Parenthood

We want more parental leave, and we want paid parental leave. It’s very simple. It’s a win-win for parents and children, and for the adults that those children will become. For employees who are parents, there’s no downside. Or is there?

Actually, in Germany, it seems there is, and it’s neatly encapsulated in one word, 'Rabenmutter'. Translated literally to 'Raven Mother' it’s a derogatory term meaning 'bad mother.' It’s used to refer to women who go out to work, and are seen as therefore neglecting their children – just as ravens are perceived to neglect their young, because the chicks leave the nest before they can fly. Ravens are also associated with other negative connotations – they are flesh-eating birds, harbingers of bad luck and an omen of death. Nice comparison.

Fionnuala Zinnecker is an Irish woman living in Germany and has often heard the expression. “Yes, there is a German term 'Rabenmutter' which means a mother who does not look after her children properly. Unfortunately, it is often applied to working mothers, which doesn’t help relieve the guilt.”

Here in Ireland, anecdotally there is some stigma attached to being a working mother – usually in the form of an off the cuff comment that may or may not be intended to hurt. But for the most part, working parenthood is very much the norm here. The biggest challenges we face are lack of paid parental leave, the highest childcare costs in Europe, and lack of flexible work. With all of that to deal with, there’s hardly any time left to worry about whether or not there’s a stigma. So why is it a more tangible issue in Germany, complete with its own derogatory term?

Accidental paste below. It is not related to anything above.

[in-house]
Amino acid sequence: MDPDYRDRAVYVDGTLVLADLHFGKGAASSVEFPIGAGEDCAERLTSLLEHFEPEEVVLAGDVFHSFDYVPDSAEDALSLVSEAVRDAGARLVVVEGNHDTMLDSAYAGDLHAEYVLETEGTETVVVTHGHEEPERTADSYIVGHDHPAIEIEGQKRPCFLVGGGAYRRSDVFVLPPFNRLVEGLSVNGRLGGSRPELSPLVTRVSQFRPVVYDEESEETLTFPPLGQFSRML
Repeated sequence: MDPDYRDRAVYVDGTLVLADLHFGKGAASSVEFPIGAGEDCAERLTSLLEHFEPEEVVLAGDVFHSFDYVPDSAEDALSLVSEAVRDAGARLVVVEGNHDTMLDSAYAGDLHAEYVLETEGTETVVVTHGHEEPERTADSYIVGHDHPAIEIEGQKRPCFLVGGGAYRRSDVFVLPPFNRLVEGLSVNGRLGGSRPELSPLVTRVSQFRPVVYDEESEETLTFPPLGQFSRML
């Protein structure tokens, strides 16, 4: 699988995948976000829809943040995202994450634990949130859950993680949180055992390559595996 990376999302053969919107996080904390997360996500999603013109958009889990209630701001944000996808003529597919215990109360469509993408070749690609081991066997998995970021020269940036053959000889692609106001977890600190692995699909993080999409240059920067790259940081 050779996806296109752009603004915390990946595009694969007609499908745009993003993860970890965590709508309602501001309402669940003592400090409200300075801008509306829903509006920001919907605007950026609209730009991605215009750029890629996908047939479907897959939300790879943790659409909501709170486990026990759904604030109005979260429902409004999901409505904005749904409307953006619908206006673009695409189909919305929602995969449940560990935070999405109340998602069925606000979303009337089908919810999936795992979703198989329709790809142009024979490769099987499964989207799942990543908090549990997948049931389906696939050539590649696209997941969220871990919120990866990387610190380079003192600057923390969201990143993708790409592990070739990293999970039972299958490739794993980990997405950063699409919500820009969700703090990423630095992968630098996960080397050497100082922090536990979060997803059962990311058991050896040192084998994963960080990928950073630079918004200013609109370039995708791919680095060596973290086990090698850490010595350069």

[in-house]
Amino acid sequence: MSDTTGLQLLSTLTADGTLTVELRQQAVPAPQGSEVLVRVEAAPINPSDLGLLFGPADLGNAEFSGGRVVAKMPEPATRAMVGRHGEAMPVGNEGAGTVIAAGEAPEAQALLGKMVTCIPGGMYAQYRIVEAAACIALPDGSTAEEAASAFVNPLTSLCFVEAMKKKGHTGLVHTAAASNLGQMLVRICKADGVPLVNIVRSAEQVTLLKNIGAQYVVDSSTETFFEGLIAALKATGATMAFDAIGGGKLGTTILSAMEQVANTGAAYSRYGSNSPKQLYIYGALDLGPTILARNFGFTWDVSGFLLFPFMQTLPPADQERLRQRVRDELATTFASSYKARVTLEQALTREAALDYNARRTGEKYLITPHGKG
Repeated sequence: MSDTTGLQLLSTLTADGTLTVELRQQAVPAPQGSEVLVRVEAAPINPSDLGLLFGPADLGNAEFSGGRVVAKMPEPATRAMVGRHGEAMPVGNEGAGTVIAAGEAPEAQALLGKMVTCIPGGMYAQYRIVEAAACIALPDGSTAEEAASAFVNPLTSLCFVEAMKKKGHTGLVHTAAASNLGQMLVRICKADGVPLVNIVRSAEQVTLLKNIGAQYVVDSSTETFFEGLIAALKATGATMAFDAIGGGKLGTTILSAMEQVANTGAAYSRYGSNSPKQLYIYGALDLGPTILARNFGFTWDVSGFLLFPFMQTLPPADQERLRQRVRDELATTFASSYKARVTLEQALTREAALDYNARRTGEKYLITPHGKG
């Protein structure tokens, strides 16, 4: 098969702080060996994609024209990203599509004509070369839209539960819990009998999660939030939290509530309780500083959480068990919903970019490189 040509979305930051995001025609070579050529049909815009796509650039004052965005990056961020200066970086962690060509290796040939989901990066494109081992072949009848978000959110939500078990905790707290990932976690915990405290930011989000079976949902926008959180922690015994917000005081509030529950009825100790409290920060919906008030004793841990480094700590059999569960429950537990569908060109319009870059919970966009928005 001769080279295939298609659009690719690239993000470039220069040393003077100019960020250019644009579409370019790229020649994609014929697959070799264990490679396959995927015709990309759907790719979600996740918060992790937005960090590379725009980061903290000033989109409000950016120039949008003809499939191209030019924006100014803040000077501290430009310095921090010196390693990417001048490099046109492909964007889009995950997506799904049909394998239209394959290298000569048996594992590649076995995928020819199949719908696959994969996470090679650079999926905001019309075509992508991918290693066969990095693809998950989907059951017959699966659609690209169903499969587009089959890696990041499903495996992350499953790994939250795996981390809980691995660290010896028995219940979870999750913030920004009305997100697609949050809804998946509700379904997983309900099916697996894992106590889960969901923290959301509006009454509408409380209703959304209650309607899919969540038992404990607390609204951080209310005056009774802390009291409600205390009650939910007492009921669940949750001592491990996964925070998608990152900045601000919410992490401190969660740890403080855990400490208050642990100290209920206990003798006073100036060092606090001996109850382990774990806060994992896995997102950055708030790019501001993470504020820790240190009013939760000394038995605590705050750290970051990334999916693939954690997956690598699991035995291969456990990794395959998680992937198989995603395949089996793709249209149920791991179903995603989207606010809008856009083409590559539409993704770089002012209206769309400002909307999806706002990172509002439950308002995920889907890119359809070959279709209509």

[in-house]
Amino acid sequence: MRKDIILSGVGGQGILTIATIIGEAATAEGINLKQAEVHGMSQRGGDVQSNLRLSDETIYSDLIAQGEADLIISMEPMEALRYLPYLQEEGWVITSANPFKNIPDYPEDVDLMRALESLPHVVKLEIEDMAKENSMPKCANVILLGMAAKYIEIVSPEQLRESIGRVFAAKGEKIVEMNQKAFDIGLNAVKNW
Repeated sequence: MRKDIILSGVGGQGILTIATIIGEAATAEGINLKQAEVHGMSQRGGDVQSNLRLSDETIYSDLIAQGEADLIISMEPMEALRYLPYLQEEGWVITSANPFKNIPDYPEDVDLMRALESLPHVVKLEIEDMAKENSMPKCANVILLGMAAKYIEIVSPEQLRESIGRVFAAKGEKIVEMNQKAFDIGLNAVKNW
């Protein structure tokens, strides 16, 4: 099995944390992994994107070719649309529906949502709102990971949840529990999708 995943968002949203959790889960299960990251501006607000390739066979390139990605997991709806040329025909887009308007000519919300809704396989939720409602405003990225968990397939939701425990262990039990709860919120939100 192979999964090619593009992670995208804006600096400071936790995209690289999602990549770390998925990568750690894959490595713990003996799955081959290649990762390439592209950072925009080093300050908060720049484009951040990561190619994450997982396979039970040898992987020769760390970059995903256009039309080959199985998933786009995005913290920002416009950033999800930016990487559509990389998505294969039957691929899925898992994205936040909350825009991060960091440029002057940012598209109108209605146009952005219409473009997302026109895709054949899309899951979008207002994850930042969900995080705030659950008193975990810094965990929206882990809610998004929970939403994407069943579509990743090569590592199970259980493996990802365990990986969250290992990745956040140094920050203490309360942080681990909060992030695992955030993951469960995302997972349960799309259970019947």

The reasons are varied and complex and somewhat linked to Germany’s post-war reluctance to assign childrearing responsibility to the state. The attitude towards working motherhood is changing in more recent years, but the term 'Rabenmutter' persists, and many German mothers do stay at home.

Last March, Germany's parliament passed legislation that requires major corporations to fill 30 per cent of seats on non-executive boards with women. The new quotas come into force next year – at present, women make up just 18 per cent of Germany’s boards. However, many commentators feel that quotas, in this case, are not the solution, because there’s a lack of women available for directorships in the first place.

So where are all the women?

Germany’s generous parental leave policies mean that many women are at home with small children. Maternity leave comes first – it’s fourteen weeks in duration, with six of those to be taken before the birth. Once maternity leave ends, parental leave kicks in. If shared between both parents, it’s fourteen months long. If only one parent takes it, it lasts for twelve months. And is it paid?

“Yes, the state pays you between 65 per cent and 67 per cent of your average basic net salary based on earnings for the twelve months prior to starting maternity leave,” explains Fionnuala, who blogs about life in Germany and her three little boys at ThreeSonsLater. “There is a huge amount of paperwork involved in submitting your application and getting it approved, but it’s worth the hassle to be able to spend that first year at home with a steady income.”